Film: Lashtam Pashtam
Cast: Samar Vermani, Vibhav Roy, Dolly Ahluwalia, Om Puri
Director: Manav Bhalla
Rating: * * ½
Remember the formidable Indo-Pak doubles tennis pairing of Rohan Bopanna and Aisam-ul-Haq-Qureshi, that made waves on the ATP circuit and even came close to winning a Grand Slam tournament at the US open 2010? Well, this film under review bases it’s central conceit on a germ of an idea derived from their unlikely combination.
Here the roles loosely inspired by the celebrated duo are essayed by Sid Oberoi as Samar Virmani and Vaibhav Roy as Fahd Khan. They start-off as doubles partners at the Dubai Tennis tournament – which falls through, because of Fahd’s father’s untimely demise. Fahd is hell-bent on fulfilling his father’s dream of winning a championship with Samar and so gets back on the court with the Indian.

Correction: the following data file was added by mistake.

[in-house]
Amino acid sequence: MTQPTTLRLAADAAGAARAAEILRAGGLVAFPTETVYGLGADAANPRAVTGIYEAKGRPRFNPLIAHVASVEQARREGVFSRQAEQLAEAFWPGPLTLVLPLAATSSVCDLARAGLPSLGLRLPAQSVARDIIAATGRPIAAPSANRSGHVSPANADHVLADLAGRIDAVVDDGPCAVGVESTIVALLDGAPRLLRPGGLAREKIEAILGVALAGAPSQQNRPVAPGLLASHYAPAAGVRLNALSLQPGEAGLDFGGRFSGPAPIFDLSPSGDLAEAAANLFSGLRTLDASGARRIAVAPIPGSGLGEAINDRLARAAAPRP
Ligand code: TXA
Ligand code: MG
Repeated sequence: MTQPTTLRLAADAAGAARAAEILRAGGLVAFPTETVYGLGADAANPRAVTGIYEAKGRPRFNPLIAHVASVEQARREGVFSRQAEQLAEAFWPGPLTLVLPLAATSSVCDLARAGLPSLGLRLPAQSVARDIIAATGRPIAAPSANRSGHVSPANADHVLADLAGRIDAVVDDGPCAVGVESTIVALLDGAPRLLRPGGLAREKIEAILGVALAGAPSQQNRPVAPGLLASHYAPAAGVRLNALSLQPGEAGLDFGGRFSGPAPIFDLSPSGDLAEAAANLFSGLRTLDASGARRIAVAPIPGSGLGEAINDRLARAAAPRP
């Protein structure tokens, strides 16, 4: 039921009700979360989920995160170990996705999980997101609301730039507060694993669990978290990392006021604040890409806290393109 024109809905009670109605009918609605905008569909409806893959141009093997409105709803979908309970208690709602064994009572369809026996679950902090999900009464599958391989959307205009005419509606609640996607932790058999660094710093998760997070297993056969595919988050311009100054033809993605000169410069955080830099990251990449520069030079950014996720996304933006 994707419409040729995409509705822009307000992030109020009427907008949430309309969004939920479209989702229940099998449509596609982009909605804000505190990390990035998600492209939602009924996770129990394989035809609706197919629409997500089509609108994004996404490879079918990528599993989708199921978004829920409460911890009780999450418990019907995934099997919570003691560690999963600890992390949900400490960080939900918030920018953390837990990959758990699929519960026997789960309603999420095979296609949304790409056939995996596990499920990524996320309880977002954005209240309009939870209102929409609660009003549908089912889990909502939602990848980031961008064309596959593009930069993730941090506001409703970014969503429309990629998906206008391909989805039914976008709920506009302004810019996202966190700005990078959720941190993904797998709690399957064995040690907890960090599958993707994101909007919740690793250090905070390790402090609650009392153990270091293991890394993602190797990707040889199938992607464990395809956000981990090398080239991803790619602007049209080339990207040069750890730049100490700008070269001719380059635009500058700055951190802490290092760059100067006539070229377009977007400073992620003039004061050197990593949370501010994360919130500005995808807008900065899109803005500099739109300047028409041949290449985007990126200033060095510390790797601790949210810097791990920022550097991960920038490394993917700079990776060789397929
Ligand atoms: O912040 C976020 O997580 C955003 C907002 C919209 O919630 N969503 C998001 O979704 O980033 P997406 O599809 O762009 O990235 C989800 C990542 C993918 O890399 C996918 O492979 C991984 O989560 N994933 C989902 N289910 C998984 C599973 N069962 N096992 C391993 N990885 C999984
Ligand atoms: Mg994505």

Lashtam Pashtam, the moniker itself could be off-putting, especially if you don’t cotton on to its meaning. Well, ‘Anything for my brother’ may best describe the main thread of this story but it does little to lend it the import it aspires for. Indo-Pak issues are always tricky to portray but here, the director steers clear of the communal hatred and allows for a bond to develop between the two main leads – thus ensuring longevity in the partnership even though their respective families and interpersonal connections might not support it entirely.
While the narrative might hint at cross-border fissures in the background, there’s a strong cementing brotherly love holding fort in its very core. The lead performances are amiable if not effective. Dolly Ahluwalia as the Naniji who delivers a stirring denouement on cross-border hatred socks it with gusto while Om Puri as the cab driver with a heart of gold makes it to endearing. This film is an earnest effort at best and may well be forgotten but not for it being India’s famed International export, Om Puri’s, last effort before his sad demise.